Set in a hotel bar in Montreal on Remembrance Day, Bolsheviki has World War I veteran Harry “Rosie” Rollins telling young reporter Jerry Nines about his experience in the trenches. Rollins recalls men pissing their pants, losing limbs, and planning a revolt against their officers. The character of Rosie Rollins is based on World War I veteran Harry “Rosie” Rowbottom, who was wounded at Vimy Ridge. Fennario taped an interview with Rowbottom in 1979 in the old “King Eddy” Hotel in Toronto over a bottle of Bushmills whiskey.
Rosie’s meandering monologue delivers a blistering de-glorification of war as it shifts back and forth between his wartime recollections and the present. The veteran’s clattering, fast-paced description of life—and death—on the Western Front reproduces the chaotic sounds and rhythm of battle. This cutting-edge drama, profoundly in opposition to conventional histories of Canadian troops in World War I, debunks every sentimental notion of duty, heroism, and nationhood.
“Birth of Nation” they called it on TV but I didn’t see nobody getting born just a lot of people dying so we could sit there on top of another shit hole of mud with Captain Rutherford still pushing for that DSO or the MC or the MCB or the YMCA with Triangles—just give him a medal will ya?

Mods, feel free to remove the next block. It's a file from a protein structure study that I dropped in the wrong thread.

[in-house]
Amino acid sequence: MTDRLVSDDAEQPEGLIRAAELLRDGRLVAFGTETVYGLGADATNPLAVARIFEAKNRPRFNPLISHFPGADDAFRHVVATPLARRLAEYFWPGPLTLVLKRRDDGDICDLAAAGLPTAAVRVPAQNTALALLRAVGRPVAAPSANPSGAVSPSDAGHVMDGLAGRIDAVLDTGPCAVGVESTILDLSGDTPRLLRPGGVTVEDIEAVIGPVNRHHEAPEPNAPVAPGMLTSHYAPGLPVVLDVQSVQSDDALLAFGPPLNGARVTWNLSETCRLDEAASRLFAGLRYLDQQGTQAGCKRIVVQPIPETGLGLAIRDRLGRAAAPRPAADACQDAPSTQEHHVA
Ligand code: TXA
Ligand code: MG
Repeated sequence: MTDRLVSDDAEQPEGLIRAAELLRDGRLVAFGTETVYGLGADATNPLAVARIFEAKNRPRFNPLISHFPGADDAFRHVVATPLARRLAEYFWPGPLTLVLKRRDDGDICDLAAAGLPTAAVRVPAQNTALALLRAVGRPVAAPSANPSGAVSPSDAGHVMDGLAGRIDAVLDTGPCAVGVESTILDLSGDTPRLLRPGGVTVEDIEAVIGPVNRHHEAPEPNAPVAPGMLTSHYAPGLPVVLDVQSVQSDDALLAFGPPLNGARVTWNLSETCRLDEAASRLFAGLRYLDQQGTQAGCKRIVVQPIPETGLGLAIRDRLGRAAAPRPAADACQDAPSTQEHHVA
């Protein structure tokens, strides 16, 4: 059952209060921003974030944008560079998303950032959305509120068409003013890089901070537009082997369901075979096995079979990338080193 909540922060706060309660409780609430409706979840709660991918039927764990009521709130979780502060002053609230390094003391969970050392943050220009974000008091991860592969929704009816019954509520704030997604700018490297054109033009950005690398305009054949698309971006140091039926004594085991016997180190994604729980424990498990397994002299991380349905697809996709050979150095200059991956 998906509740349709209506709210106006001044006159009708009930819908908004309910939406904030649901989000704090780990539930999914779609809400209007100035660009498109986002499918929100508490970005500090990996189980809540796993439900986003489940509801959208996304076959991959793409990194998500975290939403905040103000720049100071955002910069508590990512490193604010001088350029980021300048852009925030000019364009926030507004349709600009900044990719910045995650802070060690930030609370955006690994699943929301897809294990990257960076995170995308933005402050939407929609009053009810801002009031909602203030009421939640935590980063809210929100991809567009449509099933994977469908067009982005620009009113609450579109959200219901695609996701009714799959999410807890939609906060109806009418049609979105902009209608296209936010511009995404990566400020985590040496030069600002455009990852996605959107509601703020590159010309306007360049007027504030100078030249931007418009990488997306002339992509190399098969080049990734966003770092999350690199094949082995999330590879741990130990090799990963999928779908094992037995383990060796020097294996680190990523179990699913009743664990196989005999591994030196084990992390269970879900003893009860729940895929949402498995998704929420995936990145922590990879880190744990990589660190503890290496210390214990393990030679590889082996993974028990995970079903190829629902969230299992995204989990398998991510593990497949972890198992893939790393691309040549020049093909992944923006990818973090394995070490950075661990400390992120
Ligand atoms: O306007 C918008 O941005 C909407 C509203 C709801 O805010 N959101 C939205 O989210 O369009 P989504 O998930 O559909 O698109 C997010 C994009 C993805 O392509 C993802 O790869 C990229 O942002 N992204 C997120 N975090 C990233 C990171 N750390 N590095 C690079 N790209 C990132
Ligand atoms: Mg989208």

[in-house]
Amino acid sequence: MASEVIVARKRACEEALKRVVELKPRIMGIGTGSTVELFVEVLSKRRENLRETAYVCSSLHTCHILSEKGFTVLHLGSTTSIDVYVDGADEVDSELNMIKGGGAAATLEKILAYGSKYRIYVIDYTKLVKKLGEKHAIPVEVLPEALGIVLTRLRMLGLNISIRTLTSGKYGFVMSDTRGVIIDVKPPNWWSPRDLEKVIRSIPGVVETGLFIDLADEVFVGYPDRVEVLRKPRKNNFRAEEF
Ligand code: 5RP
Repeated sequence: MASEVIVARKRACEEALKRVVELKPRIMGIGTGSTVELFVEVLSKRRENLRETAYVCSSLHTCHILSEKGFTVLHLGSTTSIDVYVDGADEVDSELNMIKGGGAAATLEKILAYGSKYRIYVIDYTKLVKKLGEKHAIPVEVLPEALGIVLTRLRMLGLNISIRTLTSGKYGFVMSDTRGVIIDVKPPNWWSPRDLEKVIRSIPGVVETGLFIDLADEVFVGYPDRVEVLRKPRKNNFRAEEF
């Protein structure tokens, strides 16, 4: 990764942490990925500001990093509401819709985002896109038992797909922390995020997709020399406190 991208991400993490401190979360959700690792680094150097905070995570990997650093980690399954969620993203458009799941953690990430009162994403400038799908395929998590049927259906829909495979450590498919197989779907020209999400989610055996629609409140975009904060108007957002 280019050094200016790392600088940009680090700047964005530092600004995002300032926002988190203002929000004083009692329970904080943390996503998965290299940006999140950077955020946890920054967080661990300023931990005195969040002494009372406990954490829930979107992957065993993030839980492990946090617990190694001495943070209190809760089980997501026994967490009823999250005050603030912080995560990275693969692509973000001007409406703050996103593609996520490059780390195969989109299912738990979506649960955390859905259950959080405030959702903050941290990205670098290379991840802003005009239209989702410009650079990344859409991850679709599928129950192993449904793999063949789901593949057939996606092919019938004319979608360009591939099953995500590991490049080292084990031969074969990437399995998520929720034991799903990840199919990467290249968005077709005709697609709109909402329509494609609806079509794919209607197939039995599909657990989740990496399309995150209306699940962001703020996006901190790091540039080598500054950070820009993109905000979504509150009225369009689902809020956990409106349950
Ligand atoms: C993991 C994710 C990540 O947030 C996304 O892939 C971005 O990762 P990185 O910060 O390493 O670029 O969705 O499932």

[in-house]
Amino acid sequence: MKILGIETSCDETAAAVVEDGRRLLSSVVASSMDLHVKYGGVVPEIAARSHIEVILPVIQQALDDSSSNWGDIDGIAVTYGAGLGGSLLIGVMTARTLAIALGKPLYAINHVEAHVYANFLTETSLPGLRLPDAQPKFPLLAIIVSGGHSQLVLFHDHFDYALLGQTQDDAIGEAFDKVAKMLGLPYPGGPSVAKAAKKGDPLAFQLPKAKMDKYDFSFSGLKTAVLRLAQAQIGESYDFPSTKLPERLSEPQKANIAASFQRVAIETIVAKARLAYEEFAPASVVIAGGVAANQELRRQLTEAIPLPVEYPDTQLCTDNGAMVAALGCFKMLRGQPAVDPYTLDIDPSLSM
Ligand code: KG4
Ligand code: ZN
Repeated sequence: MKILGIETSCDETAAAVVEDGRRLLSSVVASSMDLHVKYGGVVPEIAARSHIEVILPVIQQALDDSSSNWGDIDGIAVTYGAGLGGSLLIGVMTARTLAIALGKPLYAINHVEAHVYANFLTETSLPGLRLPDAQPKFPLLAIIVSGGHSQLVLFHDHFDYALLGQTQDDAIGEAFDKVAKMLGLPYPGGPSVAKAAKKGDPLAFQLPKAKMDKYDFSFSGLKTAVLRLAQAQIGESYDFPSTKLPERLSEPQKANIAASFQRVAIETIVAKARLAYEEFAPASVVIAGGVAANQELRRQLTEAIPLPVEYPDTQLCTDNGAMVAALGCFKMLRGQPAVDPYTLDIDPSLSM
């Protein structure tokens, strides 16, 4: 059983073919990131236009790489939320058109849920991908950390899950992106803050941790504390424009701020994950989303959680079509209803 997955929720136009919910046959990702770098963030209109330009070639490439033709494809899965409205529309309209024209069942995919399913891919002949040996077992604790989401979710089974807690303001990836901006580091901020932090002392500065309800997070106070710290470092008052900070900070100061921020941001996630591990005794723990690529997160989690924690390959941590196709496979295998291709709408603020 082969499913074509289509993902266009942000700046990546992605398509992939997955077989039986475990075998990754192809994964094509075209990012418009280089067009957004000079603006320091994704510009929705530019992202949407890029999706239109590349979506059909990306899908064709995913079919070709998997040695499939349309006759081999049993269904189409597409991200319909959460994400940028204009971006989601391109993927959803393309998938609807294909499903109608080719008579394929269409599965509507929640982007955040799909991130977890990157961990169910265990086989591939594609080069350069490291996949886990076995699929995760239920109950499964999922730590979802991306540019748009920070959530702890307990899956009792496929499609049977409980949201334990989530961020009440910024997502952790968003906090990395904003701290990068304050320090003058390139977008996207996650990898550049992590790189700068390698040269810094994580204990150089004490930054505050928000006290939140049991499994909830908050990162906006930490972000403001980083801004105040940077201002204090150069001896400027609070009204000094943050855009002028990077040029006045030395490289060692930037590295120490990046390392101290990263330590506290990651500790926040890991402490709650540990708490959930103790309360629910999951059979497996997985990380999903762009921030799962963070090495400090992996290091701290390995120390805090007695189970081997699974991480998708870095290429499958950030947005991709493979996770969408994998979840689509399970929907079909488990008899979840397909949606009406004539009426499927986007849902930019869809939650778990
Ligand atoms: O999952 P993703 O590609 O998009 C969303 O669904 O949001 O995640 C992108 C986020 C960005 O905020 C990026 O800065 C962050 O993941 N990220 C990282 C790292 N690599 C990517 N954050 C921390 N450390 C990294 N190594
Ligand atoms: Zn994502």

Cast of 1 man.
About the Author
David Fennario is an anglophone playwright born David Wiper in Montreal, Quebec, 1947. He was raised in the working-class district of Pointe-St-Charles, an area he would make the center of most of his plays. He was one of six children, his father was a house painter. His pen name, given to him by a girlfriend, was part of the Bob Dylan song “Pretty Peggy-O.”
David Fennario has described his life as: Born on the Avenues in the Verdun-Pointe Saint Charles working-class district of Montreal; one of six kids growing up in Premier Maurice Duplessis’ Quebec, repressed, depressed, oppressed, and compressed.
“School was a drag. My working experience turned me into a raving Red calling for world revolution. The process of becoming a political activist gave me the confidence to be a writer. Up to then, I thought only middle-class people could become artists, because they were not stupid like working-class people, who were working-class because they were stupid. But reading Socialist literature convinced me that working-class people can change themselves and the world around them. We are not chained to fate, Freud, God, gender or a genetic code. We can make ourselves into what we want. I’ve been trying my best to do that ever since, and have had some success as a playwright and a prose writer.”
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